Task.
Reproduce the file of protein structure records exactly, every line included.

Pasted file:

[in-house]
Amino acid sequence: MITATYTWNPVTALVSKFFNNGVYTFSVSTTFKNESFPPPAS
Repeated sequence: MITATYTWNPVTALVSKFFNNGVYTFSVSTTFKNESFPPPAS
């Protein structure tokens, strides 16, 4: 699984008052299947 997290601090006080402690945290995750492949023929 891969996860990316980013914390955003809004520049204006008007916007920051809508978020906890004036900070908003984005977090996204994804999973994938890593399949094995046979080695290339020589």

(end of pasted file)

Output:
[in-house]
Amino acid sequence: MITATYTWNPVTALVSKFFNNGVYTFSVSTTFKNESFPPPAS
Repeated sequence: MITATYTWNPVTALVSKFFNNGVYTFSVSTTFKNESFPPPAS
């Protein structure tokens, strides 16, 4: 699984008052299947 997290601090006080402690945290995750492949023929 891969996860990316980013914390955003809004520049204006008007916007920051809508978020906890004036900070908003984005977090996204994804999973994938890593399949094995046979080695290339020589």